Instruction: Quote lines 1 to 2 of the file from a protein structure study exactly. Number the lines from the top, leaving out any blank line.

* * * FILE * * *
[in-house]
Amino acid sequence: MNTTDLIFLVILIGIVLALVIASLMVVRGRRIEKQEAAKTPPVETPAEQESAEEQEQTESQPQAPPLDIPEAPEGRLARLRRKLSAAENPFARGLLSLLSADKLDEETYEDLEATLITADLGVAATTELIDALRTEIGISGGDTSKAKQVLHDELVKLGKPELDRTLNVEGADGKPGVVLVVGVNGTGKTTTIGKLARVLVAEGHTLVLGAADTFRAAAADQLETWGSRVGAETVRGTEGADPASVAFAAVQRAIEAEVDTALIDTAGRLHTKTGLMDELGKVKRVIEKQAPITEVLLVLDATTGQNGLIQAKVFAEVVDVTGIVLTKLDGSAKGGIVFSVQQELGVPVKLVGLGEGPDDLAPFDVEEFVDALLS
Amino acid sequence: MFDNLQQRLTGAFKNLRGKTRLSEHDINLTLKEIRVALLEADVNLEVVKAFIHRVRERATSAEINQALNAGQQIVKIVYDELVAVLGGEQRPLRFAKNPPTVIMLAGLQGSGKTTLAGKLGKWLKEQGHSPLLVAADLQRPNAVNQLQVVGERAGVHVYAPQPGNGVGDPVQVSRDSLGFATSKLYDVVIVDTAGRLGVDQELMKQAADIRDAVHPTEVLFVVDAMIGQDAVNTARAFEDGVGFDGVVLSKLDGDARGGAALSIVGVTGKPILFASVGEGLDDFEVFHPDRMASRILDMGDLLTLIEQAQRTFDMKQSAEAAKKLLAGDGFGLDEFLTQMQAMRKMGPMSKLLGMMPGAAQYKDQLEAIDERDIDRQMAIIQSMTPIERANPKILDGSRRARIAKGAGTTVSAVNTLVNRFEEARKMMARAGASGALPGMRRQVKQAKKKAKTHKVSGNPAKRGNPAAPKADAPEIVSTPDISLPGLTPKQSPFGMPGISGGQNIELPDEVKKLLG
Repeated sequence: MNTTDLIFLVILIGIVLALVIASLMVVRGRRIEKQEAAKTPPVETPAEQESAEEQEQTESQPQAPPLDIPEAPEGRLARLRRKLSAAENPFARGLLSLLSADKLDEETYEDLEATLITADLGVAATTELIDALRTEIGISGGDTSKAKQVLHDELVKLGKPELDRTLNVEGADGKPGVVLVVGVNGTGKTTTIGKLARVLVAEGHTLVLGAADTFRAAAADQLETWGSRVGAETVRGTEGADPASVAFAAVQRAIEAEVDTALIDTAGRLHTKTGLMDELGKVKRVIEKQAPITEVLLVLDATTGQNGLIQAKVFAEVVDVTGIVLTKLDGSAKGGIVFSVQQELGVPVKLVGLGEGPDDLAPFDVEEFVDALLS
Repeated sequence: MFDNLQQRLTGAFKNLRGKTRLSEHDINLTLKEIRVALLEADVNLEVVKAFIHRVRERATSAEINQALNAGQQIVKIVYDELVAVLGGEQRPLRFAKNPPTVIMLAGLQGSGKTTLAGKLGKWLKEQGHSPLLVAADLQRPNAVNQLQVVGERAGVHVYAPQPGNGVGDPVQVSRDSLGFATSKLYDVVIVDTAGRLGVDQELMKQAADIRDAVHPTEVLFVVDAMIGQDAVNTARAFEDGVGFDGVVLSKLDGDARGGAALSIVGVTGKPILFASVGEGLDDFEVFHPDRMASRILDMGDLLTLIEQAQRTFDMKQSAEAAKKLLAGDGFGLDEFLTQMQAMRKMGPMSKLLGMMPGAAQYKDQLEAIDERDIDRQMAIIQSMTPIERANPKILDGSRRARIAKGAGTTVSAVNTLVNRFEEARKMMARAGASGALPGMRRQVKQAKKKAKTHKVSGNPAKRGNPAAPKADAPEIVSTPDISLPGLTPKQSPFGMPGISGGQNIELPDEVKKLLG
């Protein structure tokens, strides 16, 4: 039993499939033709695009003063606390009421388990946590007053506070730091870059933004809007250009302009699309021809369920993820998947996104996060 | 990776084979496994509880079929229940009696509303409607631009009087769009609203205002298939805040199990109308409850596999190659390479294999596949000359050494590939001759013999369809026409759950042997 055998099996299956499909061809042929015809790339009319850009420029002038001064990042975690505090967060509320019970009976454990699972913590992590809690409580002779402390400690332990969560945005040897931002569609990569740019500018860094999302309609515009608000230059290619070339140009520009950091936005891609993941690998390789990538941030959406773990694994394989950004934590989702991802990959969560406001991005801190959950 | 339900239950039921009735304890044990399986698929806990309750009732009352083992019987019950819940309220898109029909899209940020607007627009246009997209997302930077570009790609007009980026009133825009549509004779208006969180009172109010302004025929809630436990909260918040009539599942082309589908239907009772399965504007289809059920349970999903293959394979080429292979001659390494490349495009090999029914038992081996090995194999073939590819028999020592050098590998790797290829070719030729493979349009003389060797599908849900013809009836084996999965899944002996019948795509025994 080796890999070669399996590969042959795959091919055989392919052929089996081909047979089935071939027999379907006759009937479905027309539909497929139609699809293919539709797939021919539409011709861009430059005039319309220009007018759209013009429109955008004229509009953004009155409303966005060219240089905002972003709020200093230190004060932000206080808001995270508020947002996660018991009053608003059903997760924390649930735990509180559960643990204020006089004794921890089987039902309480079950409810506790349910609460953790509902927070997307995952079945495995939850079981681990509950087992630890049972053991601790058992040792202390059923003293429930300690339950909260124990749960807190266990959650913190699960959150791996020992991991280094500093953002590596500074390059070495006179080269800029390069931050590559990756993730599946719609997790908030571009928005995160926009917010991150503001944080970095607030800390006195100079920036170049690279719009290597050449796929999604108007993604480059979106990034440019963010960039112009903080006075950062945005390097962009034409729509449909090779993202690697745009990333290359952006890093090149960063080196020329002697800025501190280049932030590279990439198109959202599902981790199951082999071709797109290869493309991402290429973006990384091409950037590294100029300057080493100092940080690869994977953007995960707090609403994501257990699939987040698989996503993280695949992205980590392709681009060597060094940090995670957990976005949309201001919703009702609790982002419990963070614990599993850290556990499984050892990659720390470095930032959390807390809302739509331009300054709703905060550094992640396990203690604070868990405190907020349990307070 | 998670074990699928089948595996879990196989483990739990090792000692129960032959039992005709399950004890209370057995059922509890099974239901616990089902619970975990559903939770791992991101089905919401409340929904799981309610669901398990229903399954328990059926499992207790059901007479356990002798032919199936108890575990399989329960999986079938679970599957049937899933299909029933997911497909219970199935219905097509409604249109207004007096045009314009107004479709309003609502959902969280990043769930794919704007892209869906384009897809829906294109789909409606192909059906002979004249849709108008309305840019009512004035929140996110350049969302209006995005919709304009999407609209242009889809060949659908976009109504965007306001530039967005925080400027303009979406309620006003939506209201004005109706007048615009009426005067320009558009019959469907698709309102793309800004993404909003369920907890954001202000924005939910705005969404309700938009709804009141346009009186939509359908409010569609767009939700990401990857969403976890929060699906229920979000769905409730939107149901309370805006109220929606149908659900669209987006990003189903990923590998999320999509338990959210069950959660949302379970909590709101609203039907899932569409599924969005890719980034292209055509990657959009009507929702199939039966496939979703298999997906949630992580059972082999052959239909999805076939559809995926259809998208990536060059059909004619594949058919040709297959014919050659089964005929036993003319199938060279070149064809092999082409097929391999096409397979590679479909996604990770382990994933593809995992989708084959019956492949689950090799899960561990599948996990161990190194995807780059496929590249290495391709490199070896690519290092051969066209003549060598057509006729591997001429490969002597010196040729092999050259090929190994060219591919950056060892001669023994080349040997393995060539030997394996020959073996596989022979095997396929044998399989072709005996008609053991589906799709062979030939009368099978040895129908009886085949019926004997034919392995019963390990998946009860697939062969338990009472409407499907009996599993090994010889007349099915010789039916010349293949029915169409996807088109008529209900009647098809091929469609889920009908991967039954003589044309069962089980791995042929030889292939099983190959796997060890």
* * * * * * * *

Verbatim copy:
[in-house]
Amino acid sequence: MNTTDLIFLVILIGIVLALVIASLMVVRGRRIEKQEAAKTPPVETPAEQESAEEQEQTESQPQAPPLDIPEAPEGRLARLRRKLSAAENPFARGLLSLLSADKLDEETYEDLEATLITADLGVAATTELIDALRTEIGISGGDTSKAKQVLHDELVKLGKPELDRTLNVEGADGKPGVVLVVGVNGTGKTTTIGKLARVLVAEGHTLVLGAADTFRAAAADQLETWGSRVGAETVRGTEGADPASVAFAAVQRAIEAEVDTALIDTAGRLHTKTGLMDELGKVKRVIEKQAPITEVLLVLDATTGQNGLIQAKVFAEVVDVTGIVLTKLDGSAKGGIVFSVQQELGVPVKLVGLGEGPDDLAPFDVEEFVDALLS